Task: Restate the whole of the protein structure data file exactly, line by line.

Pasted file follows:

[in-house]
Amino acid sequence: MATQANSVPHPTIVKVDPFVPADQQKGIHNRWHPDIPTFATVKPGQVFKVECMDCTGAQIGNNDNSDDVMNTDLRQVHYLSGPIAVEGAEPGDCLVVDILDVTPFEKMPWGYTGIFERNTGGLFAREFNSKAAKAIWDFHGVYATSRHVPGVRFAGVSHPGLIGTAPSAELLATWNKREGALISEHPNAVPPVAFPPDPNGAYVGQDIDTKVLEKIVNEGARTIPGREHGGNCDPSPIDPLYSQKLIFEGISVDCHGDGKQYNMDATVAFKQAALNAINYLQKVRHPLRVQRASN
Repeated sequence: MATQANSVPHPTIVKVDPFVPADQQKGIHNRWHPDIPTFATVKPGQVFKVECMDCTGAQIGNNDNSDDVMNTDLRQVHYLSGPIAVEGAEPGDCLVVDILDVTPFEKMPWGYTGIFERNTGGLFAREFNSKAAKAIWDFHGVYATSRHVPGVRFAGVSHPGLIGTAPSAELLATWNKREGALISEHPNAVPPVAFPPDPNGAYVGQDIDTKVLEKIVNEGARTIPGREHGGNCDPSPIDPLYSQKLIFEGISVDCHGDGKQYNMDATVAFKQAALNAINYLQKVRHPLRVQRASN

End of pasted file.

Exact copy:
[in-house]
Amino acid sequence: MATQANSVPHPTIVKVDPFVPADQQKGIHNRWHPDIPTFATVKPGQVFKVECMDCTGAQIGNNDNSDDVMNTDLRQVHYLSGPIAVEGAEPGDCLVVDILDVTPFEKMPWGYTGIFERNTGGLFAREFNSKAAKAIWDFHGVYATSRHVPGVRFAGVSHPGLIGTAPSAELLATWNKREGALISEHPNAVPPVAFPPDPNGAYVGQDIDTKVLEKIVNEGARTIPGREHGGNCDPSPIDPLYSQKLIFEGISVDCHGDGKQYNMDATVAFKQAALNAINYLQKVRHPLRVQRASN
Repeated sequence: MATQANSVPHPTIVKVDPFVPADQQKGIHNRWHPDIPTFATVKPGQVFKVECMDCTGAQIGNNDNSDDVMNTDLRQVHYLSGPIAVEGAEPGDCLVVDILDVTPFEKMPWGYTGIFERNTGGLFAREFNSKAAKAIWDFHGVYATSRHVPGVRFAGVSHPGLIGTAPSAELLATWNKREGALISEHPNAVPPVAFPPDPNGAYVGQDIDTKVLEKIVNEGARTIPGREHGGNCDPSPIDPLYSQKLIFEGISVDCHGDGKQYNMDATVAFKQAALNAINYLQKVRHPLRVQRASN